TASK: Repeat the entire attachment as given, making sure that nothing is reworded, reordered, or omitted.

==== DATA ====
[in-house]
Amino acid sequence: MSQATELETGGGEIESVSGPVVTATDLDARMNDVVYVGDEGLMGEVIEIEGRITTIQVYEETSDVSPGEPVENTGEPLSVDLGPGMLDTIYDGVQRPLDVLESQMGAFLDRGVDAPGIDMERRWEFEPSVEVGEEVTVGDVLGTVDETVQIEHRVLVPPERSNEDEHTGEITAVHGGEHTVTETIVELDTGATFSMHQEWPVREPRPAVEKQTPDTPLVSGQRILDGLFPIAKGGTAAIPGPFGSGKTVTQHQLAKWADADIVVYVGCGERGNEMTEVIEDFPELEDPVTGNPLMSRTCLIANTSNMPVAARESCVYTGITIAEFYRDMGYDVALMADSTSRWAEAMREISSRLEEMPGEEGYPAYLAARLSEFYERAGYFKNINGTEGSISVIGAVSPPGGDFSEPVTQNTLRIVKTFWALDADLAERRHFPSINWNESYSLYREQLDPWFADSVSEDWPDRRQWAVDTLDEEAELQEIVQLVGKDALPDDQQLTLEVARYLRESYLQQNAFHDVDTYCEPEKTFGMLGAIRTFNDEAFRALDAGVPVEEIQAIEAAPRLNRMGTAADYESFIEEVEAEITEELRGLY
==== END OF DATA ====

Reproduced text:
[in-house]
Amino acid sequence: MSQATELETGGGEIESVSGPVVTATDLDARMNDVVYVGDEGLMGEVIEIEGRITTIQVYEETSDVSPGEPVENTGEPLSVDLGPGMLDTIYDGVQRPLDVLESQMGAFLDRGVDAPGIDMERRWEFEPSVEVGEEVTVGDVLGTVDETVQIEHRVLVPPERSNEDEHTGEITAVHGGEHTVTETIVELDTGATFSMHQEWPVREPRPAVEKQTPDTPLVSGQRILDGLFPIAKGGTAAIPGPFGSGKTVTQHQLAKWADADIVVYVGCGERGNEMTEVIEDFPELEDPVTGNPLMSRTCLIANTSNMPVAARESCVYTGITIAEFYRDMGYDVALMADSTSRWAEAMREISSRLEEMPGEEGYPAYLAARLSEFYERAGYFKNINGTEGSISVIGAVSPPGGDFSEPVTQNTLRIVKTFWALDADLAERRHFPSINWNESYSLYREQLDPWFADSVSEDWPDRRQWAVDTLDEEAELQEIVQLVGKDALPDDQQLTLEVARYLRESYLQQNAFHDVDTYCEPEKTFGMLGAIRTFNDEAFRALDAGVPVEEIQAIEAAPRLNRMGTAADYESFIEEVEAEITEELRGLY